Editor’s Note: Please note the legal landscape has changed slightly since we wrote this in March of 2015, but much (unfortunately) remains the same:

The venerable American tradition of poker playing exists under an unfortunate, looming shadow of legal ambiguity when it comes to playing online in most U.S. states. It stands in stark contrast to the regulated UK market where poker sites operate with full legal certainly and are now targeting, together with the big UK casino operators the fledgling US gaming market.

Ever since Black Friday, when U.S. authorities effectively shut down online poker nationwide, players have wondered the same thing: Are we headed for the next poker boom, or will a new nationwide ban spell poker doom for the online gaming industry in America?

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We’re Not Drawing Dead, but We’re Not Ahead Either

Though tens of thousands of players are able to legally enjoy the game in hundreds of brick and mortar card rooms across the U.S., as of this writing only three states have officially declared online poker legal, with a regulatory framework to match.

We’re not lawyers here at Red Chip, but we obviously follow the industry very closely. There is no clear-cut timetable for the legalization of online poker. In fact, there isn’t even any assurance that poker will remain legal in the three states it’s currently legal in. Believe it or not, very powerful political forces are making big gains toward outlawing poker… again!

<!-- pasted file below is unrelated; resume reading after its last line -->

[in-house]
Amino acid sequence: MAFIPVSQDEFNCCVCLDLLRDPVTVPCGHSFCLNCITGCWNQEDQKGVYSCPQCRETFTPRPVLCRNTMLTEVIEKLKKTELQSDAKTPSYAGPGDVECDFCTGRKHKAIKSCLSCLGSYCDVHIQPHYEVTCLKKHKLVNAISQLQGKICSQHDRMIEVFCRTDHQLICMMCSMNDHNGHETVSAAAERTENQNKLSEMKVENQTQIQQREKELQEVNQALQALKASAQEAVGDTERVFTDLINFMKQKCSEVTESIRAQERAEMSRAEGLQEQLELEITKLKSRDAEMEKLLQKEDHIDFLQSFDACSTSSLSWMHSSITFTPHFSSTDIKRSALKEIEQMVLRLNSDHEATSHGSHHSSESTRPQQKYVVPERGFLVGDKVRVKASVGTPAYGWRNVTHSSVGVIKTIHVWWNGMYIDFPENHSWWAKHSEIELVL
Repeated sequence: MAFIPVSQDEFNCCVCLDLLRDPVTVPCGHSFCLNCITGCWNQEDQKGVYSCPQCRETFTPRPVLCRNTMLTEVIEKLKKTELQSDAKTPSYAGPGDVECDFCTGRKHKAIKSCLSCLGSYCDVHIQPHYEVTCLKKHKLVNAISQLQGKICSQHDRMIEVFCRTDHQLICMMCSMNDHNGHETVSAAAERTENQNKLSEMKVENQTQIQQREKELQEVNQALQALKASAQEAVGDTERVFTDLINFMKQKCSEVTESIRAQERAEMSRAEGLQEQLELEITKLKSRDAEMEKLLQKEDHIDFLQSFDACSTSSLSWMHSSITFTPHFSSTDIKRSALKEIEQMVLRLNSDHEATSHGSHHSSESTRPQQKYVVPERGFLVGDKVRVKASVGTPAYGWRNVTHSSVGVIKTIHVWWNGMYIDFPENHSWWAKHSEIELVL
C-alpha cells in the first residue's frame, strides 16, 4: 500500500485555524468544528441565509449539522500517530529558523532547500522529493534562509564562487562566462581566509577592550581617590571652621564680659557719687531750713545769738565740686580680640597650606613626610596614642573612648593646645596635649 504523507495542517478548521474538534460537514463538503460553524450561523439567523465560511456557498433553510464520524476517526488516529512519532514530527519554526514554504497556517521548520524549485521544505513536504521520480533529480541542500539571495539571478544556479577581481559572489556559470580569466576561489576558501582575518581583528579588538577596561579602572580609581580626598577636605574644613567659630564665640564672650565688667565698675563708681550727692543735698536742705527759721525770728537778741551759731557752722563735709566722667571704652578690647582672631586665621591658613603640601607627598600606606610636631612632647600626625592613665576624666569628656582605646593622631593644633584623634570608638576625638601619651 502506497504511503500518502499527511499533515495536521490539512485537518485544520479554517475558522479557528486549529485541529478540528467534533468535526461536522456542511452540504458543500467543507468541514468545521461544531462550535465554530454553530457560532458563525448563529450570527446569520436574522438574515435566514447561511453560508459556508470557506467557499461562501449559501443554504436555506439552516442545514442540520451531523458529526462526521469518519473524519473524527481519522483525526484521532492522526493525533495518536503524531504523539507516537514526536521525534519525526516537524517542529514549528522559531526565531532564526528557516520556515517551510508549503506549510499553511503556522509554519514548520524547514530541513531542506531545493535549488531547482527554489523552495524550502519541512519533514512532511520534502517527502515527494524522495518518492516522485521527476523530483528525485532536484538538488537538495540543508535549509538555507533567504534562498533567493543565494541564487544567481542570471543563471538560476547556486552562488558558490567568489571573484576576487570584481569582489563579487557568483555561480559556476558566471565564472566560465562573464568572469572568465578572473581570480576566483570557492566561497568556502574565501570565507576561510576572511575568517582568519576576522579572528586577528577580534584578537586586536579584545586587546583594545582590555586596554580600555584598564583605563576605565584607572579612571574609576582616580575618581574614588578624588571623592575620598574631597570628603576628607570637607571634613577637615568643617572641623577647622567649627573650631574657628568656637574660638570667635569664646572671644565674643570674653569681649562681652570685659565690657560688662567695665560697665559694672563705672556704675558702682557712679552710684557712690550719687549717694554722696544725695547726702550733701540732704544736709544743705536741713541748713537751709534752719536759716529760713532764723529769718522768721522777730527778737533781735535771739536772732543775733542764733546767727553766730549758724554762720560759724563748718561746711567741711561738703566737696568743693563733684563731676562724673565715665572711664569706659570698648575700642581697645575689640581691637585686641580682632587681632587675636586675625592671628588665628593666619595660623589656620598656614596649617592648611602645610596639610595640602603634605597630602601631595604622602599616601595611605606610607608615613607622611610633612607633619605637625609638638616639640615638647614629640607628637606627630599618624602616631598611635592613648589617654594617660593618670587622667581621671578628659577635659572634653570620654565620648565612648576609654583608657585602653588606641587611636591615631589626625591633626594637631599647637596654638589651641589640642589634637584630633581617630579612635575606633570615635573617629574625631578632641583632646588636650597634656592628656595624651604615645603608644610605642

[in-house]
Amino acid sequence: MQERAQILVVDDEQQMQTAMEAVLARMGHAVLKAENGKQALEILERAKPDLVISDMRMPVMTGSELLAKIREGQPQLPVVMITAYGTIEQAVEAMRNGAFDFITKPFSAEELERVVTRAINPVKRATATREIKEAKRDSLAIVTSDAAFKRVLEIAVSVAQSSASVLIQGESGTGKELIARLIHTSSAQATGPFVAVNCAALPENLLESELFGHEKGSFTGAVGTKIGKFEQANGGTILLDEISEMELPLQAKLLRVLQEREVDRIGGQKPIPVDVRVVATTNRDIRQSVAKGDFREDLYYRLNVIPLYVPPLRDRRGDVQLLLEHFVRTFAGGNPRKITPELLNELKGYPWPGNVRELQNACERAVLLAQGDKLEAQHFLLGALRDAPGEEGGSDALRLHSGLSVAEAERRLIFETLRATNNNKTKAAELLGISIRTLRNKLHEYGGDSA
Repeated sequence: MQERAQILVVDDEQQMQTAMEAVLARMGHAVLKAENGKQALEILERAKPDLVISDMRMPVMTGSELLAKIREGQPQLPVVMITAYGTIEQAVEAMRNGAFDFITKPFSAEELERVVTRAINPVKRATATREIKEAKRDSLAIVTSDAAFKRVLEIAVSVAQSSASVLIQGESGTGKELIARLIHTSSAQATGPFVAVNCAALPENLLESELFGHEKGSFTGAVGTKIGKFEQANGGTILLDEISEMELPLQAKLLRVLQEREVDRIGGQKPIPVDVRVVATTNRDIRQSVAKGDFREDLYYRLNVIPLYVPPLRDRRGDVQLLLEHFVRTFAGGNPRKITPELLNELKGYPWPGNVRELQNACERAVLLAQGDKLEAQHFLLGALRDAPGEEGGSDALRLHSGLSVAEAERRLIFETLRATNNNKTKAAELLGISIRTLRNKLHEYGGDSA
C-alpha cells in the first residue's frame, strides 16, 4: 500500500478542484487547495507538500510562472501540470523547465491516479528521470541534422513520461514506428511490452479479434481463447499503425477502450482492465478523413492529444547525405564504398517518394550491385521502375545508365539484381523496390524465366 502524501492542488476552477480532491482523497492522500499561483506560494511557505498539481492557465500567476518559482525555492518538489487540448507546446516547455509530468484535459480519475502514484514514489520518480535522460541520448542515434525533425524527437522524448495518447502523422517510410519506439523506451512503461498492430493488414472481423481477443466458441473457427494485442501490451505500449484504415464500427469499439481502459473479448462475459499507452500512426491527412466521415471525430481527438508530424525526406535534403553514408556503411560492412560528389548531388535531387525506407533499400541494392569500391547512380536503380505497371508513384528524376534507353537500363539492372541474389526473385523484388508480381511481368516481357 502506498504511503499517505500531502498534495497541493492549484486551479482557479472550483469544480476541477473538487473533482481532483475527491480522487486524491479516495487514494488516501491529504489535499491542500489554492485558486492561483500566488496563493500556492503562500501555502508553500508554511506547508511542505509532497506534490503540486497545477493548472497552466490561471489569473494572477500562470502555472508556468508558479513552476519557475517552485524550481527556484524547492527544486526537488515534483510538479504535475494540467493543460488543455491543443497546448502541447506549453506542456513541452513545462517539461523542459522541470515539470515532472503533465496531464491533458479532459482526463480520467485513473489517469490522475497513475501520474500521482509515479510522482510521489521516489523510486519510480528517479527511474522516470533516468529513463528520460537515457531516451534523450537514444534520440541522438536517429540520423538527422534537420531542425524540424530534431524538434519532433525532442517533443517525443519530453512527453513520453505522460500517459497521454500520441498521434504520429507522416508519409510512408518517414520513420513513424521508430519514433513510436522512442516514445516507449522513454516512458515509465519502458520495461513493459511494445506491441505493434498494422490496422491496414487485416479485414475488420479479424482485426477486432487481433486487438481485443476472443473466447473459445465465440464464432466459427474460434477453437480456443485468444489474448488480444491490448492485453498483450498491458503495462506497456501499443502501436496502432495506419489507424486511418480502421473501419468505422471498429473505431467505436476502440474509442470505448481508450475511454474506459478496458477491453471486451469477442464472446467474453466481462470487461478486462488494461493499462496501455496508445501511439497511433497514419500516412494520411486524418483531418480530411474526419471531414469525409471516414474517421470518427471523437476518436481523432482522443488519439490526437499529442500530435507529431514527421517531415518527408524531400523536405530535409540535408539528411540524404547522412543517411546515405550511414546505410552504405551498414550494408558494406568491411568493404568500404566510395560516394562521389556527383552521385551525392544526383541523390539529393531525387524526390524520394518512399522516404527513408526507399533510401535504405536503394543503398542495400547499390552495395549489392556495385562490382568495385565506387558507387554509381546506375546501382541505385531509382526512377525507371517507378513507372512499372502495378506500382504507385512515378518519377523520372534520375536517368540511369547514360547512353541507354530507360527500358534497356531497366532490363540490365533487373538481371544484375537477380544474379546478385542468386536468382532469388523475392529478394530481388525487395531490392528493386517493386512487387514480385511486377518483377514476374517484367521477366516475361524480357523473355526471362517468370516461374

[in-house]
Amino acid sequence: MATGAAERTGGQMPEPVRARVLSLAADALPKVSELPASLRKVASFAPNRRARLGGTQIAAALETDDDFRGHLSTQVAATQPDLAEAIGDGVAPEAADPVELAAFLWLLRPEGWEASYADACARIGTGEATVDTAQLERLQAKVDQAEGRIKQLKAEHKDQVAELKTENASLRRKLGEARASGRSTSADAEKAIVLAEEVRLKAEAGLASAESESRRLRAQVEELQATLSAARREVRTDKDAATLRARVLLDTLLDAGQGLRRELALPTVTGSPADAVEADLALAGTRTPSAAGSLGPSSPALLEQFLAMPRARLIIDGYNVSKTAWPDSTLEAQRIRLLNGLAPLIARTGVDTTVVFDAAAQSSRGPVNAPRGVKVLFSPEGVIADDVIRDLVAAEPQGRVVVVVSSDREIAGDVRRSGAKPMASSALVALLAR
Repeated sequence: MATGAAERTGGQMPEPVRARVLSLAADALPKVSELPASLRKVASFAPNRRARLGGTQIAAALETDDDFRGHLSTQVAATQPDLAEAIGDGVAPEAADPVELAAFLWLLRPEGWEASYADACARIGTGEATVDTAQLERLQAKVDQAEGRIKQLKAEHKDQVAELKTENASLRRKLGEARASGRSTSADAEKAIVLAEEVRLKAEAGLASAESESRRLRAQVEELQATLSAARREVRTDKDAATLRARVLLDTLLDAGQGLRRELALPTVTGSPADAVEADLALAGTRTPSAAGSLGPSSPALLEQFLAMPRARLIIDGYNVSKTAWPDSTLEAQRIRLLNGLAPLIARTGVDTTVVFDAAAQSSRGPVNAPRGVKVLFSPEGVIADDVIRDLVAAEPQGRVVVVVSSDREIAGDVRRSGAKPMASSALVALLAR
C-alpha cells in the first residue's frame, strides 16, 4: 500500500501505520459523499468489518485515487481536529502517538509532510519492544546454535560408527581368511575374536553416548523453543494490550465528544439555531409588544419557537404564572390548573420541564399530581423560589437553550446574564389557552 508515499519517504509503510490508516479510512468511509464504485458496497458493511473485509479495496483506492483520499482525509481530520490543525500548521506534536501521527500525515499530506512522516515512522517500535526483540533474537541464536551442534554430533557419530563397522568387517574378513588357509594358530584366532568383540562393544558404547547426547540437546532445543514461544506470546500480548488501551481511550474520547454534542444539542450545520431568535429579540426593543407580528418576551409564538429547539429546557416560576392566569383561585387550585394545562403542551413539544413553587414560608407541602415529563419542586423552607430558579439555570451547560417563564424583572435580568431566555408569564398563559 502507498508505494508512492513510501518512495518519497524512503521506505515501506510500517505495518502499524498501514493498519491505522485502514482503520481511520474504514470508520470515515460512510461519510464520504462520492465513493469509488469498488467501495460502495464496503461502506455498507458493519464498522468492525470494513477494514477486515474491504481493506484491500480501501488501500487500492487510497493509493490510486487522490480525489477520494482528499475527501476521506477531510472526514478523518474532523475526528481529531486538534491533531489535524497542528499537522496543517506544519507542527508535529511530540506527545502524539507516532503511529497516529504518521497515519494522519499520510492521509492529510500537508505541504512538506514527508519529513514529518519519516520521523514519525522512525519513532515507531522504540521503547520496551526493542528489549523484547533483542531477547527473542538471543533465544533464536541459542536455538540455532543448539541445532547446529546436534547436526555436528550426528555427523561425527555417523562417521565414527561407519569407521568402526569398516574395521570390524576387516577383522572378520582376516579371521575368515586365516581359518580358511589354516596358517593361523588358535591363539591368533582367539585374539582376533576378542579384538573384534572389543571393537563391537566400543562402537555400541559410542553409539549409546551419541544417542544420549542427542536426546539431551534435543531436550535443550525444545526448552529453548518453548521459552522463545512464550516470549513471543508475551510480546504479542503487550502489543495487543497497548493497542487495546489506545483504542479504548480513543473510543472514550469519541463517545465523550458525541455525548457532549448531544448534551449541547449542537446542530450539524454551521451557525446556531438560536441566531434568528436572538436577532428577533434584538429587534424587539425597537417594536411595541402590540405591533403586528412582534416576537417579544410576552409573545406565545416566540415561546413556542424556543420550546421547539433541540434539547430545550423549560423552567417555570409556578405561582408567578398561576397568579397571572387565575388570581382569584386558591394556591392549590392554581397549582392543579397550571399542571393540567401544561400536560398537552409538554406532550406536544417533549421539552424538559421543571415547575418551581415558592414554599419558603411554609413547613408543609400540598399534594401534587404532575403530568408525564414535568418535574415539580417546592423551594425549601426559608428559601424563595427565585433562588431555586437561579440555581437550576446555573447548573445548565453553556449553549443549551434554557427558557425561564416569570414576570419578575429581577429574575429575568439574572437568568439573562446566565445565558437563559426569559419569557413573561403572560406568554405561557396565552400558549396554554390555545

Rather than break it down state-by-state and make spurious predictions, we are going to give you ten important facts that will help you come to your own conclusions. Poker legalization is like poker itself — a game of incomplete information, with lots of colorful characters fighting hyper-aggressively to take down a massive pot. And the sad truth is that the non-conducive legal and political climate is means poker legalization is a dog right now, drawing to fewer outs than any poker fan would be comfortable with.

1. The fight against online poker in the U.S. is heating up

The 10th richest person in the world hates online poker, will “spend whatever it takes” to outlaw poker across the entire U.S., and is winning the fight.

Congress will soon hold a hearing (postponed due to bad weather in March) on the Restore America’s Wire Act bill, which would ban all U.S. states from authorizing online poker. As you can imagine, poker players and online poker industry reps are fighting this hard, and you should join in, because Villain in this scenario is Sheldon Adelson, who has a stack of $36.4 billion to shove against online poker. This 0.000001 percenter has vowed to “spend whatever it takes” to corrupt and manipulate the political and legal landscape in his favor. Why? Though couched in moral rhetoric, the motive seems to many to be simple profit: he owns some of the largest brick and mortar casinos.

Adelson has stacked the deck in his favor for the upcoming hearing, so we’ll be watching closely for any harbingers of doom that could spell the end of online poker in the U.S., at least for the time being. Poker scholar Nolan Dalla has the best summary of why online poker could get outlawed.

2. In the states where it’s legal and regulated, online poker has had an underwhelming debut